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You're too old!

Censorship on age is something that appears in all areas of life. There are some things that have expected ages for safety reasons, or for material to be suitable. However, there are times when age limits can conflict with disability equality.


My son has interests that are much younger than his chronological age, like many adults with intellectual disabilities do. He recently saw an advert for a screening of short Wallace and Gromit cartoons at a local cinema chain. He was very excited as he can easily tire and a 30 minute trip to the cinema for him is ideal.


When we went to book tickets, it was not possible because you had to book a child ticket with an adult ticket. We raised this with the cinema because he has annual membership and their response was that “no adults would be interested in seeing a film of that kind or that length”.


Over the years we have had similar incidents but normally the issue has been over members of the public making insensitive comments rather than an organisation making these statements. When he was 11 we went to see Postman Pat Live and another audience member felt it was their place to comment that he was too old to see it. On that occasion there was an adult with learning difficulties next to us with their parents and their enthusiasm and pure joy and delight at seeing their hero eradicated any upset caused by the other person’s comment.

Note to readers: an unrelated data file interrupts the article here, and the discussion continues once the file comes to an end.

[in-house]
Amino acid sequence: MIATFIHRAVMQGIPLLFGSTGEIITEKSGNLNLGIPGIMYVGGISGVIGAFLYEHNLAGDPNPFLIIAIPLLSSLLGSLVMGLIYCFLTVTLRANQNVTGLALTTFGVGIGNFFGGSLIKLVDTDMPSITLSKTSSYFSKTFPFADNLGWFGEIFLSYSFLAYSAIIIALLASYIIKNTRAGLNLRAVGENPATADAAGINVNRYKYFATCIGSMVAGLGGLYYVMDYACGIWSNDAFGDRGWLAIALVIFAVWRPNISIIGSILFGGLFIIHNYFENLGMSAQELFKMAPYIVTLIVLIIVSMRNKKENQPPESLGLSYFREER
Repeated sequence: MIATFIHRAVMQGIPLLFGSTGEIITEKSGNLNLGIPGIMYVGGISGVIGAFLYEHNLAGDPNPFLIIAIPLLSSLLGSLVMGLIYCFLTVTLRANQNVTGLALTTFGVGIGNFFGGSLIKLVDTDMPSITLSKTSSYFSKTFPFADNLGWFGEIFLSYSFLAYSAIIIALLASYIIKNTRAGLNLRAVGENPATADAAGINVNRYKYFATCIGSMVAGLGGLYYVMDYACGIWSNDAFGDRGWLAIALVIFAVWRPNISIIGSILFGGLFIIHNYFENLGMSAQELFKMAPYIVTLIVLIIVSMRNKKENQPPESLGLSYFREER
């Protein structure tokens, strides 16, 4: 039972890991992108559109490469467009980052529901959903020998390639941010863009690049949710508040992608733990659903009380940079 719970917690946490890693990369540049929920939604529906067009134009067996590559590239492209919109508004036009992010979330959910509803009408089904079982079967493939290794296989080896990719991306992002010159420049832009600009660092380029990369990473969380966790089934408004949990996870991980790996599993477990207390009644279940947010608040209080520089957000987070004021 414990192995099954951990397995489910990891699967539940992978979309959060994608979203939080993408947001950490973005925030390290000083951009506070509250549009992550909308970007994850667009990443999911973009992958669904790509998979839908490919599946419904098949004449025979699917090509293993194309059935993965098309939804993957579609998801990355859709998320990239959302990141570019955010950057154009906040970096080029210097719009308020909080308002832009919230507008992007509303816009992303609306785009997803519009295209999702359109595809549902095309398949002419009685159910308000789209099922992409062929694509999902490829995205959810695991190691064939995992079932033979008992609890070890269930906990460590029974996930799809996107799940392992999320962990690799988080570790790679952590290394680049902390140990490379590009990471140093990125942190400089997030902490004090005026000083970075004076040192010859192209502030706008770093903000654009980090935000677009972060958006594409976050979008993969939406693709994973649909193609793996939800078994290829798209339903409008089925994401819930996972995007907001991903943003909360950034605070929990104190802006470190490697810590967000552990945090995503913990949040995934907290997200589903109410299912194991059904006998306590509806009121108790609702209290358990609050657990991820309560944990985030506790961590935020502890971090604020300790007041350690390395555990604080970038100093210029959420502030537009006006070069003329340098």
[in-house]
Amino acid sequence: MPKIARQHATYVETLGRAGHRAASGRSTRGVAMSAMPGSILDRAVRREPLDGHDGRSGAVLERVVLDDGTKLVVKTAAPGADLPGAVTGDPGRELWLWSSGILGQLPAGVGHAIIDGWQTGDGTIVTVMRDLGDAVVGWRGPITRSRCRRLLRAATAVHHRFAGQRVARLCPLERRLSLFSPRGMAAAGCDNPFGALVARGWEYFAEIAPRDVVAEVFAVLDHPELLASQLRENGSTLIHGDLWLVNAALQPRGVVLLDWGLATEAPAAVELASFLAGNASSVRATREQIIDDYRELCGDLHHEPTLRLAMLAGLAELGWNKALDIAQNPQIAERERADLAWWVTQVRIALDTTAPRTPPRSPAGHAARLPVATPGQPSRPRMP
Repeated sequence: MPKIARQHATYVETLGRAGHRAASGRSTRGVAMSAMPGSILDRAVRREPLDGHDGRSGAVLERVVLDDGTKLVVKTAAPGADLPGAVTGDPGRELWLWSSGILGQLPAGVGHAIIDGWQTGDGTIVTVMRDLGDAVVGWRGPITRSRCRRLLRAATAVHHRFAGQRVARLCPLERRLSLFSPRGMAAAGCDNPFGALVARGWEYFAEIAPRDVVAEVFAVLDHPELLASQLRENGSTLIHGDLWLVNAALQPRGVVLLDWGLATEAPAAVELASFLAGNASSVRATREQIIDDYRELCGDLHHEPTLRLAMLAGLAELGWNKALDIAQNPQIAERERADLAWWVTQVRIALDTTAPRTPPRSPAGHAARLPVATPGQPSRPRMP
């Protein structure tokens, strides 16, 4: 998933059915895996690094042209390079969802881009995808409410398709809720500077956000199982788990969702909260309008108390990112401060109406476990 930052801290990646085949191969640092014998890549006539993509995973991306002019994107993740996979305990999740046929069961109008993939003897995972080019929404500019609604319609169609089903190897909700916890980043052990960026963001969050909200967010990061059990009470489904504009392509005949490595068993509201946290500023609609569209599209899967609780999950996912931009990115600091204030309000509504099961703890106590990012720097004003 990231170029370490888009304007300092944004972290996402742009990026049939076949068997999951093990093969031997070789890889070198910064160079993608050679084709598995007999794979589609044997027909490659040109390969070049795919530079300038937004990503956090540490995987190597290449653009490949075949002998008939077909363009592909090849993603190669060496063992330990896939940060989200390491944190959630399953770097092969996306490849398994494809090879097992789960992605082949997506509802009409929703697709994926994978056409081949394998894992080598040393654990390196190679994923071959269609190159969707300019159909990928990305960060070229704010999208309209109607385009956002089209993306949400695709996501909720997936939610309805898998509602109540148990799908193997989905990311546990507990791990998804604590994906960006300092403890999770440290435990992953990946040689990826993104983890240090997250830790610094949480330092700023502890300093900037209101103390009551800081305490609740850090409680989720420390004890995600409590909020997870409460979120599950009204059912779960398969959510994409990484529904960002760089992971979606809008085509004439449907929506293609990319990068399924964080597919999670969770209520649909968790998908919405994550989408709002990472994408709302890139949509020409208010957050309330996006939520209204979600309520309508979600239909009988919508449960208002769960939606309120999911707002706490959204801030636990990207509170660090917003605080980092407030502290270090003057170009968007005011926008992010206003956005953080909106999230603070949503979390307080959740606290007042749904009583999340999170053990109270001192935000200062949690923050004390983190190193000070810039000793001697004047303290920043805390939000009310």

We had a similar incident a few years ago when we went to see one of Pie’s firm favourites, “The Tiger Who Came for Tea." On this occasion the theatre staff overheard a group of children mocking Pie and moved us to our own box where he was able to fully enjoy his time.


Thankfully we are able to support Pie and reassure him when situations like this occur, however there can be a lot of damage caused by having upper age limits on some events. Autistic children often enjoy programmes that are aimed at younger ages as they require far less social understanding. More obvious expressions on character's faces help autistic children understand what emotions are being felt and they are able to keep up with the storyline. This often means that their interest in attending live performances might come a bit later than neurotypical children. At the end of the day, we are all different and all enjoy things at different times!



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